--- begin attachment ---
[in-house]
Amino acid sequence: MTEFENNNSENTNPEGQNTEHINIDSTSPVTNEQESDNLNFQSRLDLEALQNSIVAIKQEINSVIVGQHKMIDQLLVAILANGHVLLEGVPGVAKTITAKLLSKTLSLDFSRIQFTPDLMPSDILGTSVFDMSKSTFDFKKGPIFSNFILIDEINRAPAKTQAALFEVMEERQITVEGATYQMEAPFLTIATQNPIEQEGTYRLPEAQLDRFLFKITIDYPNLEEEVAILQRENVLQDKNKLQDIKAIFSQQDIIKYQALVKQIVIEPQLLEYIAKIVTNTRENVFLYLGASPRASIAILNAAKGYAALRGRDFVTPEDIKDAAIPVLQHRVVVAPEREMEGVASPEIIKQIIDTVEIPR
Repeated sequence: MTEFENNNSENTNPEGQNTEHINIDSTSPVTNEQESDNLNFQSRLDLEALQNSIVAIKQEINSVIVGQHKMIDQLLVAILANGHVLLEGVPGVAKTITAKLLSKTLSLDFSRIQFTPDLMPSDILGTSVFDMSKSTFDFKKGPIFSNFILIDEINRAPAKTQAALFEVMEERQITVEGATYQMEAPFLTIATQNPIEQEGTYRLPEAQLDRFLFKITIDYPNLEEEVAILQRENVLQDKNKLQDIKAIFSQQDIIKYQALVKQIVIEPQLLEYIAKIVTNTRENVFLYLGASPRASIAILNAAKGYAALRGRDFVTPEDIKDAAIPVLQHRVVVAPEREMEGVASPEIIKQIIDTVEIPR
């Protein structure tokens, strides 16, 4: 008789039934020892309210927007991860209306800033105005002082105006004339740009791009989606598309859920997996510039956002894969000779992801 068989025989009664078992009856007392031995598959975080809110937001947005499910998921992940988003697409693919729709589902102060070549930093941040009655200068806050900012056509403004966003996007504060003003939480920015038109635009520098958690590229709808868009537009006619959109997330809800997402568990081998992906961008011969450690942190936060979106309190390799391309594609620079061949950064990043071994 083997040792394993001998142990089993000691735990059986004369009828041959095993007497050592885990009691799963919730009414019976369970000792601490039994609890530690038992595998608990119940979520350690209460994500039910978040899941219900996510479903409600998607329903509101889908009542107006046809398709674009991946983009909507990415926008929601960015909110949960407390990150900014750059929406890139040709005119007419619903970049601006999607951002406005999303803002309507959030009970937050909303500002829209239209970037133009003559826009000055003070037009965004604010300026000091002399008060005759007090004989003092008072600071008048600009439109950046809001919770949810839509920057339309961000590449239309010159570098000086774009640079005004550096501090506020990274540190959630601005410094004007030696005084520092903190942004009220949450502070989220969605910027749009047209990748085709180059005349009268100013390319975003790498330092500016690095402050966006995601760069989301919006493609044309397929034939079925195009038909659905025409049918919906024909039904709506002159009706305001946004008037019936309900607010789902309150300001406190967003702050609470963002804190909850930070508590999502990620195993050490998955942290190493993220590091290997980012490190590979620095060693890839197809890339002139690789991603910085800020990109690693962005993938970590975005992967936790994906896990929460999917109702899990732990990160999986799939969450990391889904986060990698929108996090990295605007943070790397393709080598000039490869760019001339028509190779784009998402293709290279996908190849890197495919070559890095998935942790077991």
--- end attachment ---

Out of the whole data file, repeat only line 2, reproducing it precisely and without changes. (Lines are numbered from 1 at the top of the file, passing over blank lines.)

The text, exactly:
Amino acid sequence: MTEFENNNSENTNPEGQNTEHINIDSTSPVTNEQESDNLNFQSRLDLEALQNSIVAIKQEINSVIVGQHKMIDQLLVAILANGHVLLEGVPGVAKTITAKLLSKTLSLDFSRIQFTPDLMPSDILGTSVFDMSKSTFDFKKGPIFSNFILIDEINRAPAKTQAALFEVMEERQITVEGATYQMEAPFLTIATQNPIEQEGTYRLPEAQLDRFLFKITIDYPNLEEEVAILQRENVLQDKNKLQDIKAIFSQQDIIKYQALVKQIVIEPQLLEYIAKIVTNTRENVFLYLGASPRASIAILNAAKGYAALRGRDFVTPEDIKDAAIPVLQHRVVVAPEREMEGVASPEIIKQIIDTVEIPR